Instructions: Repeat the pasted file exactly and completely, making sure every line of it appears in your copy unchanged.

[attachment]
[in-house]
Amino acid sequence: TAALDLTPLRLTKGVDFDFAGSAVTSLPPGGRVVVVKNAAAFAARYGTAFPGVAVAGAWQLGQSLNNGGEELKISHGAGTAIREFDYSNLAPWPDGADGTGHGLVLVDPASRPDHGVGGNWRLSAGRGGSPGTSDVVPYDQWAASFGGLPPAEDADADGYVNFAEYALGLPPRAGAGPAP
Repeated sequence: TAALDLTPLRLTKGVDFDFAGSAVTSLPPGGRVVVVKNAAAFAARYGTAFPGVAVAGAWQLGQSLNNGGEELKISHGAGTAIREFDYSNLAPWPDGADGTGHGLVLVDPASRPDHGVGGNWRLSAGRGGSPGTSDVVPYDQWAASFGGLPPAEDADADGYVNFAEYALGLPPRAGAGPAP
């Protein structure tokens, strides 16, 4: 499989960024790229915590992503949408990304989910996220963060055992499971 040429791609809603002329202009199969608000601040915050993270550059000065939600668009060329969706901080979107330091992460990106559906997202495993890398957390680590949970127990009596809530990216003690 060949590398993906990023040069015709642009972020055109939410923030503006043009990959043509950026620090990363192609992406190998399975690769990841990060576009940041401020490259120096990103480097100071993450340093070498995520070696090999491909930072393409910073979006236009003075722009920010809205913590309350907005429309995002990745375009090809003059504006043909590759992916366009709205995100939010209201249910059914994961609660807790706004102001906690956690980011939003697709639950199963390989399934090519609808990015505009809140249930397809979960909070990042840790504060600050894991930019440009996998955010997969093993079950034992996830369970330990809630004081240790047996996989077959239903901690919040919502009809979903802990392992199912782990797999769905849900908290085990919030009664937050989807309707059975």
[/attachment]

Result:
[in-house]
Amino acid sequence: TAALDLTPLRLTKGVDFDFAGSAVTSLPPGGRVVVVKNAAAFAARYGTAFPGVAVAGAWQLGQSLNNGGEELKISHGAGTAIREFDYSNLAPWPDGADGTGHGLVLVDPASRPDHGVGGNWRLSAGRGGSPGTSDVVPYDQWAASFGGLPPAEDADADGYVNFAEYALGLPPRAGAGPAP
Repeated sequence: TAALDLTPLRLTKGVDFDFAGSAVTSLPPGGRVVVVKNAAAFAARYGTAFPGVAVAGAWQLGQSLNNGGEELKISHGAGTAIREFDYSNLAPWPDGADGTGHGLVLVDPASRPDHGVGGNWRLSAGRGGSPGTSDVVPYDQWAASFGGLPPAEDADADGYVNFAEYALGLPPRAGAGPAP
């Protein structure tokens, strides 16, 4: 499989960024790229915590992503949408990304989910996220963060055992499971 040429791609809603002329202009199969608000601040915050993270550059000065939600668009060329969706901080979107330091992460990106559906997202495993890398957390680590949970127990009596809530990216003690 060949590398993906990023040069015709642009972020055109939410923030503006043009990959043509950026620090990363192609992406190998399975690769990841990060576009940041401020490259120096990103480097100071993450340093070498995520070696090999491909930072393409910073979006236009003075722009920010809205913590309350907005429309995002990745375009090809003059504006043909590759992916366009709205995100939010209201249910059914994961609660807790706004102001906690956690980011939003697709639950199963390989399934090519609808990015505009809140249930397809979960909070990042840790504060600050894991930019440009996998955010997969093993079950034992996830369970330990809630004081240790047996996989077959239903901690919040919502009809979903802990392992199912782990797999769905849900908290085990919030009664937050989807309707059975």